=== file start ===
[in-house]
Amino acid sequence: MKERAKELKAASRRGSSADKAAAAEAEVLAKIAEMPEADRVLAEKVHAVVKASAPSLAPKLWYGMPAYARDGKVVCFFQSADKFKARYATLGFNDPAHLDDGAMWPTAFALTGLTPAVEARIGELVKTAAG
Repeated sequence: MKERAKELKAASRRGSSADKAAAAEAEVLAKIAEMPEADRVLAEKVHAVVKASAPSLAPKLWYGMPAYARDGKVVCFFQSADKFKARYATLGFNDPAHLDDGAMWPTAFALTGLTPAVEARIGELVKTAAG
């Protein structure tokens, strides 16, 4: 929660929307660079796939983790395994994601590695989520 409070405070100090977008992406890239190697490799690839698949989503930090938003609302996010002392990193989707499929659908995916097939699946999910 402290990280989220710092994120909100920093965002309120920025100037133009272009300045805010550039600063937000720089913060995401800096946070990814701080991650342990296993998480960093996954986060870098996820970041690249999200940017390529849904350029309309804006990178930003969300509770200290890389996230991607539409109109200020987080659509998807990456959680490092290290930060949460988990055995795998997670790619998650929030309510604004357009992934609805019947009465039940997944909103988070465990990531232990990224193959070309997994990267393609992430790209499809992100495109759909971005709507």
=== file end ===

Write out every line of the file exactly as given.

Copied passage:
[in-house]
Amino acid sequence: MKERAKELKAASRRGSSADKAAAAEAEVLAKIAEMPEADRVLAEKVHAVVKASAPSLAPKLWYGMPAYARDGKVVCFFQSADKFKARYATLGFNDPAHLDDGAMWPTAFALTGLTPAVEARIGELVKTAAG
Repeated sequence: MKERAKELKAASRRGSSADKAAAAEAEVLAKIAEMPEADRVLAEKVHAVVKASAPSLAPKLWYGMPAYARDGKVVCFFQSADKFKARYATLGFNDPAHLDDGAMWPTAFALTGLTPAVEARIGELVKTAAG
């Protein structure tokens, strides 16, 4: 929660929307660079796939983790395994994601590695989520 409070405070100090977008992406890239190697490799690839698949989503930090938003609302996010002392990193989707499929659908995916097939699946999910 402290990280989220710092994120909100920093965002309120920025100037133009272009300045805010550039600063937000720089913060995401800096946070990814701080991650342990296993998480960093996954986060870098996820970041690249999200940017390529849904350029309309804006990178930003969300509770200290890389996230991607539409109109200020987080659509998807990456959680490092290290930060949460988990055995795998997670790619998650929030309510604004357009992934609805019947009465039940997944909103988070465990990531232990990224193959070309997994990267393609992430790209499809992100495109759909971005709507």